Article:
Single-payer is not a comfortable solution for the well-off or politically-hopeful, but the most impactful for those in our communities actually facing debilitating medical conditions and the economic calamity of health insurance debt right now.

Single-payer is an investment in the people of this country — ALL people. We know that medical debt is one of the leading causes of bankruptcy and homelessness in our country. We know that medical debt can lead to significant stress on families — between parents, caregivers, and children. We know that medical debt removes good people from the workforce, our education system, and our national defense. A country that is healthy and free from backbreaking medical debt is a country that can be more economically productive, more secure, and with stronger, happier families.

Single-payer is also the most cost-effective healthcare plan because it doesn’t subsidize billions of dollars in pharmaceutical and insurance middle-man profits. It doesn’t force the government into some sort of competition with “market forces” in a vainglorious attempt to keep costs down. It treats healthcare as a public good — one that is as important as education or national defense.

The idea that single-payer removes choice is wrong. People love their doctors, not their insurance plans. Single-payer ends the tyranny of “in-network” plans so that people can choose a provider, not a corporate profiteer.

We need only to look at the dozens of advanced nations around the world thriving under single-payer systems. In the United Kingdom, under the National Health Insurance Program, healthcare spending as a measure of GDP is a fraction of what it is here in the US. Their example also shows us that union members who have fought hard for health insurance benefits would also be able to continue to use them — in the UK, 10–20% of the population maintains additional insurance coverage.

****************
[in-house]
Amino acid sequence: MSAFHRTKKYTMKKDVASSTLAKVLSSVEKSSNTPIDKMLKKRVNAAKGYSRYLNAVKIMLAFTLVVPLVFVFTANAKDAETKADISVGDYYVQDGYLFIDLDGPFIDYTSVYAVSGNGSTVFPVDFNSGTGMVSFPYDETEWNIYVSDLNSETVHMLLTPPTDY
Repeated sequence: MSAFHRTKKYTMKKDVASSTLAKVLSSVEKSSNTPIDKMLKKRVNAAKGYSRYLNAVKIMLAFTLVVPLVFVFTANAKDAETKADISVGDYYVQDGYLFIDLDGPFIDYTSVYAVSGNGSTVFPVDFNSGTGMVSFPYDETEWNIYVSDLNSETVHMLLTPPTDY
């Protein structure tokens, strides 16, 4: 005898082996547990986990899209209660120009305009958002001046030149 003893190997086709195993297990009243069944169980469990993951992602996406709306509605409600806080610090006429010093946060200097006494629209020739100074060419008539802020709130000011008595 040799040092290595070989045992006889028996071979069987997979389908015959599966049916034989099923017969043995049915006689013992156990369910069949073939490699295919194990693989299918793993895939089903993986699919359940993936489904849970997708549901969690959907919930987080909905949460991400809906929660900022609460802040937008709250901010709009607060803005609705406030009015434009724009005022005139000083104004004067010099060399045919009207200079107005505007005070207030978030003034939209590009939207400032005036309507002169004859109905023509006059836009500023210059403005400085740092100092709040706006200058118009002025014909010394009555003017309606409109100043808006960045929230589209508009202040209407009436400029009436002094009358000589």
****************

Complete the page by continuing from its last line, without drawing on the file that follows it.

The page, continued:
The difference in healthcare policy in NY-24 could not be more stark. The stakes are clear. We cannot afford the same types of politicians and candidates who only talk in political-speak. We cannot afford the same types of politicians and candidates who fail to see the real people here at home struggling to make ends meet, foregoing care, and living with secret pain because of a morally bankrupt system.

On this campaign, we believe it is time for something different. It is time for true, universal, single-payer healthcare for ALL people in CNY and across this nation.

The era of half-measures in healthcare is over. It’s time for a member of Congress who gets it.

Roger Misso is a candidate for Congress in New York’s 24th Congressional District (NY-24). He is a husband, father, and veteran — a former naval flight officer and advocate for military sexual assault survivors. He has advocated for veterans and small business in Central New York. He is running to become just the second rural Wayne County kid in history — and the first in 192 years — to represent New Yorkers in Congress.

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Small-town kid from the county line road. | Rural. | Dad. | Veteran. | Antitrust Reformer | Former Candidate for Congress #NY24 | Dad jokes 💯 | 3:02 marathoner